After We Die: The Life and Times of the Human Cadaver
Norman L. Cantor
This new book presents more than you thought you ever wanted to know about the handling of human remains. After We Die (AWD) not only chronicles a cadaver’s physical state during various forms of disposal (including possible steps to inhibit bodily decomposition), it also discusses a cadaver’s legal and moral status.
AWD describes who controls the fate of human remains and the applicable legal bounds. Control of a cadaver is explored with regard not only to mode and place of disposition of remains, but also to use of cadaveric body parts in education, research, tissue transplant, and procreation. AWD ascribes enforceable rights to the insentient cadaver, not just to survivors reacting to what is happening to a corpse. AWD also discusses proposals for increasing cadaveric organ supplies including a presumed consent regime for obtaining body parts critically needed for transplant.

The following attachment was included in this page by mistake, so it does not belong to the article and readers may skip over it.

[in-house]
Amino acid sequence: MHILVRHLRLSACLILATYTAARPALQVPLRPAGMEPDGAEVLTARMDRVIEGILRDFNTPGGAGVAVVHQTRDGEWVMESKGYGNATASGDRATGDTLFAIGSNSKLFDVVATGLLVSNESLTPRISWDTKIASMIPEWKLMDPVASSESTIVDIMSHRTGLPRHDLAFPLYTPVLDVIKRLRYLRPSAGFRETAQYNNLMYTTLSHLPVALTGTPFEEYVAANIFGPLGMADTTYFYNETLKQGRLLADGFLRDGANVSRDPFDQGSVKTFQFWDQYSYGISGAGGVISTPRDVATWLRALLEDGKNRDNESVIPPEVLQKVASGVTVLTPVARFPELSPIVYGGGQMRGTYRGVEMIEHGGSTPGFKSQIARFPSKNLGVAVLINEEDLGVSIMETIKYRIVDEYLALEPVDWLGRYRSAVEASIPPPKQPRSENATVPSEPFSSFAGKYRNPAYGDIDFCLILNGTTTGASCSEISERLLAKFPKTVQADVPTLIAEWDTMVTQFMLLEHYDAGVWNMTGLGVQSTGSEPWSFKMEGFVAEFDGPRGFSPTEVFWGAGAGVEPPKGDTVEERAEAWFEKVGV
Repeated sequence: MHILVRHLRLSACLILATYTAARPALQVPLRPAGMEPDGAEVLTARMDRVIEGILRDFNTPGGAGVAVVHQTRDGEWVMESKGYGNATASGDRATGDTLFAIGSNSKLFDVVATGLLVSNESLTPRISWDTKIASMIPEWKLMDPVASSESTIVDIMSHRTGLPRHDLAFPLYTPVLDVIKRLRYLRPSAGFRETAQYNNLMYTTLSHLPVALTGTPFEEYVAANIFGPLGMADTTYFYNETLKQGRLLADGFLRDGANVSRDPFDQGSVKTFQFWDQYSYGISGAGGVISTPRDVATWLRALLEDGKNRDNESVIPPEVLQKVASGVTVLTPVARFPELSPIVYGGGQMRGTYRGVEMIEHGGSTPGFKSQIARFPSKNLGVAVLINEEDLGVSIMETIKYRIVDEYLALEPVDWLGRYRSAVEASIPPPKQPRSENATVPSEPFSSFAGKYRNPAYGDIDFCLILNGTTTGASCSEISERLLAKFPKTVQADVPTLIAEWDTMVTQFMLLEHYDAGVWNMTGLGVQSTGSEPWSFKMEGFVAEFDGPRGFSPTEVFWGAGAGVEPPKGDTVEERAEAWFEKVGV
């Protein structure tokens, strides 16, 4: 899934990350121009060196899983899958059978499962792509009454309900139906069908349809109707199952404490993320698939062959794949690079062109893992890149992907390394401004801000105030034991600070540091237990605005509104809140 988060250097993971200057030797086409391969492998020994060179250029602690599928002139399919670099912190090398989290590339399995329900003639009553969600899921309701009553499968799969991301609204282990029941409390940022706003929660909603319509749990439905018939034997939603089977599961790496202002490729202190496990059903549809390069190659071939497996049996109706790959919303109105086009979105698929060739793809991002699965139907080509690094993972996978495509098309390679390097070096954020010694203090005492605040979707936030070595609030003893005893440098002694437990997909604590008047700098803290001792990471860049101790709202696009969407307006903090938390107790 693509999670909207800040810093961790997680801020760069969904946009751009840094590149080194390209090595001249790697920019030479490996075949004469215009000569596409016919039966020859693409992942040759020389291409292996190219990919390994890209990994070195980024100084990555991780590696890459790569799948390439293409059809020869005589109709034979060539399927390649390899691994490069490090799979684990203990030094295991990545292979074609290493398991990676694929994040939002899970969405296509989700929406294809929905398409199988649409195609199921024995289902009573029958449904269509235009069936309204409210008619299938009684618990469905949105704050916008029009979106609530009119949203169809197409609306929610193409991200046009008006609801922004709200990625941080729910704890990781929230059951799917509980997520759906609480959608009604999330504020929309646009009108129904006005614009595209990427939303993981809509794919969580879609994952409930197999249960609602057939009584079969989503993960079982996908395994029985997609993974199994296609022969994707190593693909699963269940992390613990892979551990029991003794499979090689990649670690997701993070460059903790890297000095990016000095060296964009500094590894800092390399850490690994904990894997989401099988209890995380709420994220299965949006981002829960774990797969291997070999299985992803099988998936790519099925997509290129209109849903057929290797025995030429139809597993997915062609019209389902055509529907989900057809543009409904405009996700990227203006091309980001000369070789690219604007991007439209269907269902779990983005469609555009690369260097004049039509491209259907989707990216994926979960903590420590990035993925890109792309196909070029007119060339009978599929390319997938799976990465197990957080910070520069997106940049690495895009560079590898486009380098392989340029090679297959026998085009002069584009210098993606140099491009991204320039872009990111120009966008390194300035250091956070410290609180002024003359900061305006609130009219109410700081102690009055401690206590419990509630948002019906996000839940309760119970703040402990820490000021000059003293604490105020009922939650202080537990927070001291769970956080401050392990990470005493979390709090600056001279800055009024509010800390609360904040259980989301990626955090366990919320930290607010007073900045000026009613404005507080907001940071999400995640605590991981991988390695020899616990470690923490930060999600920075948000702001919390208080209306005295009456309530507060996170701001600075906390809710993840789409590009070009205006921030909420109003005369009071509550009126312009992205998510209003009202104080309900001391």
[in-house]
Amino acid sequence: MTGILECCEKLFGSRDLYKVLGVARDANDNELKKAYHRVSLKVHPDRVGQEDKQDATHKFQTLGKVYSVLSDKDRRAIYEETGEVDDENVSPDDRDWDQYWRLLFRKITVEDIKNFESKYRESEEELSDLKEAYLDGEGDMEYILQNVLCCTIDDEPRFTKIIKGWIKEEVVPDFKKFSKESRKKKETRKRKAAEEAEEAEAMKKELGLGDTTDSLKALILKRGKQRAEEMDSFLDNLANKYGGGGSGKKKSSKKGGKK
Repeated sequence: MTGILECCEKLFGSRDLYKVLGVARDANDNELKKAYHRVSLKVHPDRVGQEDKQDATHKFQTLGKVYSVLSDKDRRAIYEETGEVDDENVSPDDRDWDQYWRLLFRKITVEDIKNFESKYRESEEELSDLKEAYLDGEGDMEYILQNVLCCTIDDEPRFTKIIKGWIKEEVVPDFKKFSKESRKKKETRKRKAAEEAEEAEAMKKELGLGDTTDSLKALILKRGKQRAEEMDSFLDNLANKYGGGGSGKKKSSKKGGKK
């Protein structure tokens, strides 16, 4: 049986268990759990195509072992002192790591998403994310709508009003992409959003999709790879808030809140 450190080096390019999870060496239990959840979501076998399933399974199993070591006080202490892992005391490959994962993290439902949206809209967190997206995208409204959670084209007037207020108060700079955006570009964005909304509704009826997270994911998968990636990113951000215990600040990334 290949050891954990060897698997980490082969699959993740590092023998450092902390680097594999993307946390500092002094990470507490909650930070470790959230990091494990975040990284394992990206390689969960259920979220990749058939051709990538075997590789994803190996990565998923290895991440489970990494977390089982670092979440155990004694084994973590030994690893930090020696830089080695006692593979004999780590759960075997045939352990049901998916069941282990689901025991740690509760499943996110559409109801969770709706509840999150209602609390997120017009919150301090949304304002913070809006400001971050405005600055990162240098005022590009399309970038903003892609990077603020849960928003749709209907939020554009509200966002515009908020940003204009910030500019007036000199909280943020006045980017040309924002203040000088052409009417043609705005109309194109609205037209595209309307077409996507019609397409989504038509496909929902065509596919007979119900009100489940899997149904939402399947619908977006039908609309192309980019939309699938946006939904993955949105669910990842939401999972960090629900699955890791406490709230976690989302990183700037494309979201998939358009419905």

As to moral standing of cadavers, AWD analyses the “quasi-human” status attributed to remains and the protections therefore accorded to cadavers. The book reflects on the limits that “post-mortem human dignity” poses on disposal choices by either a decedent or an agent entitled to make final dispositions. Is it intrinsically disrespectful to exploit human remains in public educational displays, in artistic settings, or for utilitarian purposes as in furniture or clothes?
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